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Google Accuses DOJ Official of ‘Personal Vendetta’ in Antitrust Case

 |  September 3, 2023

In a highly publicized antitrust case, Google accused U.S. Assistant Attorney General for Antitrust Jonathan Kanter of harboring a “personal vendetta” against the tech giant. Google’s defense was filed Thursday in the U.S. District Court in Alexandria, Virginia.

According to CNN, Google lawyers stated that Kanter’s past clients created an ethical conflict and should raise doubts about the US government’s overall lawsuit. They cited years of advocacy by Kanter on behalf of clients that were strongly opposed to Google, public remarks made by Kanter, and evidence that he had lobbied for an antitrust case against Google prior to joining the DOJ.

“Kanter, the filing alleged, is using public office to accomplish what he was unable to do in private practice on behalf of his paying clients,” Google’s attorneys said. “Google also accused Kanter in the filing of surrounding himself at DOJ with others who may have a bias against the company, including the Stanford economist and artificial intelligence expert Susan Athey, who previously worked for Microsoft.”

The filing attempted to reframe the DOJ’s suit from one of an application of antitrust law by career DOJ staff into something more akin to a personal vendetta led by Kanter and his ideological allies. This is the second major antitrust suit the US government has leveled at Google, with the first being brought by the Trump administration in 2020.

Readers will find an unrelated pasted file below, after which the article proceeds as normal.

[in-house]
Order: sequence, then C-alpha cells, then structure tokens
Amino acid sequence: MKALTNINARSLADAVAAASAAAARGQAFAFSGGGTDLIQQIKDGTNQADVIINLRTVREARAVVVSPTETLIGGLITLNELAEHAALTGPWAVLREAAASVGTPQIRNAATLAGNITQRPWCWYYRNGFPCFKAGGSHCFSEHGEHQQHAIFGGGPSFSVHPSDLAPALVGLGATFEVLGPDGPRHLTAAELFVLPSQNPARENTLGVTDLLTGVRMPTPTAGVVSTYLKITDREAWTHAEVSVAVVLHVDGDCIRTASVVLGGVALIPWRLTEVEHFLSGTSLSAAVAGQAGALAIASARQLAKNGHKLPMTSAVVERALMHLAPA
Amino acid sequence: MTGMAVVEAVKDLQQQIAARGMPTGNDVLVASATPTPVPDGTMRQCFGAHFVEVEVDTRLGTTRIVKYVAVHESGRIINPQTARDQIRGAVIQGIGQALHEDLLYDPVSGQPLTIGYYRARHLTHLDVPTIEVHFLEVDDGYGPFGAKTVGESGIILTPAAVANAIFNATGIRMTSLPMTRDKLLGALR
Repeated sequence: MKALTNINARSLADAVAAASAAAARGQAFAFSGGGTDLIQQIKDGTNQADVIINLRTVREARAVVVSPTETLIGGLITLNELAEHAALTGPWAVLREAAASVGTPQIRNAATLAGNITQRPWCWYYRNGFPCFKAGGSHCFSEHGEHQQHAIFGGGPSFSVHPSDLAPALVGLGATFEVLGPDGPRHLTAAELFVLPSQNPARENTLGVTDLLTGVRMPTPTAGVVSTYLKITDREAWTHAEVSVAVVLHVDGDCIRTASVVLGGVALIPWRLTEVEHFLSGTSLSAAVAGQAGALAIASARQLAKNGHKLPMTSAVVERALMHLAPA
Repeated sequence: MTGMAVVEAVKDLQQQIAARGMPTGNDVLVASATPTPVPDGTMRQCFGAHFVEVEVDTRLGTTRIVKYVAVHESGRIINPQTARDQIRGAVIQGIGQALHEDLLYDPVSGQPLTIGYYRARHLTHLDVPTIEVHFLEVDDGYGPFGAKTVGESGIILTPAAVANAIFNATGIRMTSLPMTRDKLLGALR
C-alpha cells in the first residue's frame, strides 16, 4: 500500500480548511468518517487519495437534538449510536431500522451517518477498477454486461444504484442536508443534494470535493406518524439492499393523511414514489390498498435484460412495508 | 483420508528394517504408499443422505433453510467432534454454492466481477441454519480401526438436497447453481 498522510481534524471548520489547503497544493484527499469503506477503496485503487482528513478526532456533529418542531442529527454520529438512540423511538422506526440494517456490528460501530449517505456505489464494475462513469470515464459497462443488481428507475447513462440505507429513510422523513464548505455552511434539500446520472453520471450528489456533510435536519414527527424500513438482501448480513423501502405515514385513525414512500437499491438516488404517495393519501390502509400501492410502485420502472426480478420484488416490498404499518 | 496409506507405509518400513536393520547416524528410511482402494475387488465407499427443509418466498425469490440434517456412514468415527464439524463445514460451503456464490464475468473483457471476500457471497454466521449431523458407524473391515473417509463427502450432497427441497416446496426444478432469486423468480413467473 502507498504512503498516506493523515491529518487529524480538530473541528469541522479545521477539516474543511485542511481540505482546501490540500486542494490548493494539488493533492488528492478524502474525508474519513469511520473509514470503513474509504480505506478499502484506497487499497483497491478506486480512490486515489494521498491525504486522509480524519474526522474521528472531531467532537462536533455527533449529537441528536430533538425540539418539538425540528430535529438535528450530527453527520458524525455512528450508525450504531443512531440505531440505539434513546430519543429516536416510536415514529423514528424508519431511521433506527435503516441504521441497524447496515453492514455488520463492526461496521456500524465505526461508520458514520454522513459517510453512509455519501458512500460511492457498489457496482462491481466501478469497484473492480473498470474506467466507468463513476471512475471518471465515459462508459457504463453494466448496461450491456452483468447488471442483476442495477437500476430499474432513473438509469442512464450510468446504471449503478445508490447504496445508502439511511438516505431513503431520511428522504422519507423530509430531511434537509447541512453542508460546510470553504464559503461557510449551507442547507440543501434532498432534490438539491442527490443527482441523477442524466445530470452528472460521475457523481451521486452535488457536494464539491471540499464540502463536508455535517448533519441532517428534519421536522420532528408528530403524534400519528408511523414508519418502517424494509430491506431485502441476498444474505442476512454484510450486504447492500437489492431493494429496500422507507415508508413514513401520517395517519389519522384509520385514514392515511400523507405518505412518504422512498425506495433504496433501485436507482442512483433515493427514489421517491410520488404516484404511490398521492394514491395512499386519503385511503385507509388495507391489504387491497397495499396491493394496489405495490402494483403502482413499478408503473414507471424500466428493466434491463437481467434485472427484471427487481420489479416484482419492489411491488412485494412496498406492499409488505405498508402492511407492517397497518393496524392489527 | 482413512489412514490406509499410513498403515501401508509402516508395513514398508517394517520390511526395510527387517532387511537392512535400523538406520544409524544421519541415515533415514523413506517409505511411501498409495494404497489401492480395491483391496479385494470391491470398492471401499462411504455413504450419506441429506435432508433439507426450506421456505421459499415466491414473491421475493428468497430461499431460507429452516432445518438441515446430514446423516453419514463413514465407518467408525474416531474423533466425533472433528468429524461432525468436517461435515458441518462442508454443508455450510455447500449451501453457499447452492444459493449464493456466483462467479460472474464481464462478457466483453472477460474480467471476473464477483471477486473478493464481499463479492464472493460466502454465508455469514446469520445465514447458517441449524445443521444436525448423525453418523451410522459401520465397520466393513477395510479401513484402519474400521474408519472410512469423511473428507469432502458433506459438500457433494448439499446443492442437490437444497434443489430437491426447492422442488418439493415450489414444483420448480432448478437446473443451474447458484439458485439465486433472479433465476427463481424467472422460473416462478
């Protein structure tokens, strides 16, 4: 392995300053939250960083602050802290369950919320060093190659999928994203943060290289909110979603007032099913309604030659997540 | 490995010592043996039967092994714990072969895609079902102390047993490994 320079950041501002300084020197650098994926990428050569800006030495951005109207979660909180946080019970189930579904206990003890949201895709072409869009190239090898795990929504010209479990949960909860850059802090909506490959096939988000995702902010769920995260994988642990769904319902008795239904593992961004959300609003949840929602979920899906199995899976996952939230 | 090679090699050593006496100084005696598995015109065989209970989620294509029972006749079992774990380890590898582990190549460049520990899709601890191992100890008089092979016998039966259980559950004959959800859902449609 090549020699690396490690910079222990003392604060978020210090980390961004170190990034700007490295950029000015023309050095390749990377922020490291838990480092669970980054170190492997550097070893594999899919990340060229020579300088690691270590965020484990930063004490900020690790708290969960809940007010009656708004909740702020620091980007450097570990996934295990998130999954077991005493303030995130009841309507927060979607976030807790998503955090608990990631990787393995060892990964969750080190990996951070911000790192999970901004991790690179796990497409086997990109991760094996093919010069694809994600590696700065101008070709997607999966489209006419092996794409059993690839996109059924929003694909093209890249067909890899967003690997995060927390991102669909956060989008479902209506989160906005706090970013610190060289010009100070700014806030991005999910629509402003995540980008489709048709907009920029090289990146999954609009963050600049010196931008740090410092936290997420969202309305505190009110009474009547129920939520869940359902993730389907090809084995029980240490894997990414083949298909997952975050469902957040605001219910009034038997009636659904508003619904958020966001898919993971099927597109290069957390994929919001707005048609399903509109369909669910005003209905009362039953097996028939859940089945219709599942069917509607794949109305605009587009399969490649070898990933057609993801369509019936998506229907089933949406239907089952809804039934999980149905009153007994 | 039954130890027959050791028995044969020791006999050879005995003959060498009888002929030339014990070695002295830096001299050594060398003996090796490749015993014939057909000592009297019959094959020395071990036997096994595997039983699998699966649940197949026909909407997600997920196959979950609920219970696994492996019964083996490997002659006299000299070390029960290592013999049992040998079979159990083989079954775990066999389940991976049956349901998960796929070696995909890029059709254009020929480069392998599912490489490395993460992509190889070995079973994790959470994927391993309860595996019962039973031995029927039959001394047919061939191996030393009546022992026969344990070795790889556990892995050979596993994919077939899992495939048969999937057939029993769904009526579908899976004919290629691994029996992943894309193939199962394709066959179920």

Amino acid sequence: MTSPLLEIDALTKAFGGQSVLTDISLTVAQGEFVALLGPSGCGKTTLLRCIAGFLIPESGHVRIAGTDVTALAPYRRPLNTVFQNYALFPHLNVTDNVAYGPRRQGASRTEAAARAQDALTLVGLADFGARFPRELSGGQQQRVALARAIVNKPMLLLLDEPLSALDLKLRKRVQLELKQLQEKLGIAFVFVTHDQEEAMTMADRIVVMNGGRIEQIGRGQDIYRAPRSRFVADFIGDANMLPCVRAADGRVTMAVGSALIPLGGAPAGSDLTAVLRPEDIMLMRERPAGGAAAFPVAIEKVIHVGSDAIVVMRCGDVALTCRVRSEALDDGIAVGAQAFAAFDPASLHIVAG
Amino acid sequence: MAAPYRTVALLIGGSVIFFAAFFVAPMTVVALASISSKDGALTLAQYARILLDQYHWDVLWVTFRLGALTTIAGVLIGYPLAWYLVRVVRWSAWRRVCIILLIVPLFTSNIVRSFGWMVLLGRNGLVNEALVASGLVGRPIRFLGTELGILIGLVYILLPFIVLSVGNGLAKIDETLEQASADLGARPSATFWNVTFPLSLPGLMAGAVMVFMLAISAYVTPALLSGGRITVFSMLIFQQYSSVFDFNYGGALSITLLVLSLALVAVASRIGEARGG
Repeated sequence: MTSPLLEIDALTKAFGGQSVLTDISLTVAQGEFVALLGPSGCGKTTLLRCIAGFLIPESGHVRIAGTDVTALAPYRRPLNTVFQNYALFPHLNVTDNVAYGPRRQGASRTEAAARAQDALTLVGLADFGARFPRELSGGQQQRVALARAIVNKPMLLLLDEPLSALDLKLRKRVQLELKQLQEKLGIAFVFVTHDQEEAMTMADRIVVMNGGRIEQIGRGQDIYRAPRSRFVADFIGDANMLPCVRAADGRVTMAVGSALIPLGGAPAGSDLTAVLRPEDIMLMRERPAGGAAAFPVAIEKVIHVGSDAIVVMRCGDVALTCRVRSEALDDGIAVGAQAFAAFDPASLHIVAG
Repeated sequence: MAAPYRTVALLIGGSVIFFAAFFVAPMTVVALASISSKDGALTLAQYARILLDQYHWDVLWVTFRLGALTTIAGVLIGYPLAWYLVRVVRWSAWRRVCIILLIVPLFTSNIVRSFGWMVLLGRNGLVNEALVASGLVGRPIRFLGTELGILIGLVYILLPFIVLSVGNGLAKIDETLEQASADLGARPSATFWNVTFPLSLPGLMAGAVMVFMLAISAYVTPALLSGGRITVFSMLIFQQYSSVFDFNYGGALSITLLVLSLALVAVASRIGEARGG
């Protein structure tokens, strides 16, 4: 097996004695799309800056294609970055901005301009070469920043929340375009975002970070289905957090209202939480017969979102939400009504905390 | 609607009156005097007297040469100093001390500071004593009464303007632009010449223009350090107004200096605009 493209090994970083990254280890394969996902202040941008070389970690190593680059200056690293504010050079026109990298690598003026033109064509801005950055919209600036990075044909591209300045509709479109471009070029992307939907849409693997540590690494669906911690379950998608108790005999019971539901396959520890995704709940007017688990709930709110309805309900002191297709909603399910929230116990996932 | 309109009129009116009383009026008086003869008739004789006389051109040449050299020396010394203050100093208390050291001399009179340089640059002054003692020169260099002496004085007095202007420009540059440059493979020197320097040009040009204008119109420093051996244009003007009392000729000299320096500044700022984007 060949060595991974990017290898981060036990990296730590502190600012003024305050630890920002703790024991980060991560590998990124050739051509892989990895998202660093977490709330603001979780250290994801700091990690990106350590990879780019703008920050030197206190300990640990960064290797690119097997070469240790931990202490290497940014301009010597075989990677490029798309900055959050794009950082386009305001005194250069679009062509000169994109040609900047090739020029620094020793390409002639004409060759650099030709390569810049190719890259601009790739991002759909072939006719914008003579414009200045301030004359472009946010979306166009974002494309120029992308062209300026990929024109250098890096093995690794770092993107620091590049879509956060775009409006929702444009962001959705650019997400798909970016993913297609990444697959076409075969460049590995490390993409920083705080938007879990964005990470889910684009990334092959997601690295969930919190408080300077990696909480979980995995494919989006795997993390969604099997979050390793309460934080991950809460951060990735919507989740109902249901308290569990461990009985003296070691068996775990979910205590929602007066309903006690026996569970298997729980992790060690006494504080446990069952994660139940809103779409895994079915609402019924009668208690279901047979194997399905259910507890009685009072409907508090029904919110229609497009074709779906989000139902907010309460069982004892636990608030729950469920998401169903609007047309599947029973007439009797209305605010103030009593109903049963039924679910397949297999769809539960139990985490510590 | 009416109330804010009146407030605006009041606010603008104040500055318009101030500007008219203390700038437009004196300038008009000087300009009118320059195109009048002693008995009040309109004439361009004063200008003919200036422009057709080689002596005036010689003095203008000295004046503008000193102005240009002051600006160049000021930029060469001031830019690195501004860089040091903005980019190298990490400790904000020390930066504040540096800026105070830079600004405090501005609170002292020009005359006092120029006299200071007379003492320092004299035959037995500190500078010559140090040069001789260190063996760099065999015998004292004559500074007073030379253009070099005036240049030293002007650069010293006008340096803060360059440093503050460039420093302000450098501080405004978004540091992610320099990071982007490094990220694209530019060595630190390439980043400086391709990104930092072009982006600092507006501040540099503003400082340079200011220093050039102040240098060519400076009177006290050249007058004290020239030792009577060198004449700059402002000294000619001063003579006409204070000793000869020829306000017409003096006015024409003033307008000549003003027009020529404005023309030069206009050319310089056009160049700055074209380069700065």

Read more: Jude Rules Google Must Face DOJ Antitrust Suit Over Ad Tech

The current case calls for a break up of Google’s ad tech business. In response to Google’s motion, the DOJ argued that suggestions that the instant lawsuit was motivated by bias rather than facts are belied by the two assistant attorneys general and two acting assistant attorney generals that have been involved in the investigation, as well as by the many career prosecutors involved.

In a memo to the court, the DOJ further stated that “Google’s discovery requests were ‘unusual, invasive, and irrelevant,’ and accused Google of trying to distract from its alleged ‘monopolization scheme’ with frivolous defenses.”

Should the US District Court for the Eastern District of Virginia side with Google in the dispute, it could lead to further evidence entering the record. Google had previously requested the US District Judge Leonie Brinkema to transfer the lawsuit to Manhattan, but that request was denied in March.

The debate over the suit between Google and the US government has become both a legal and philosophical argument with far-reaching implications for an economy heavily reliant on technology. While Google argues that Kanter and Athey have a bias against the company, the DOJ asserts that their lawsuit is based on facts, not bias. Both sides agree that the outcome of the case could have important implications for the future of technology and digital advertising.

Source: Edition CNN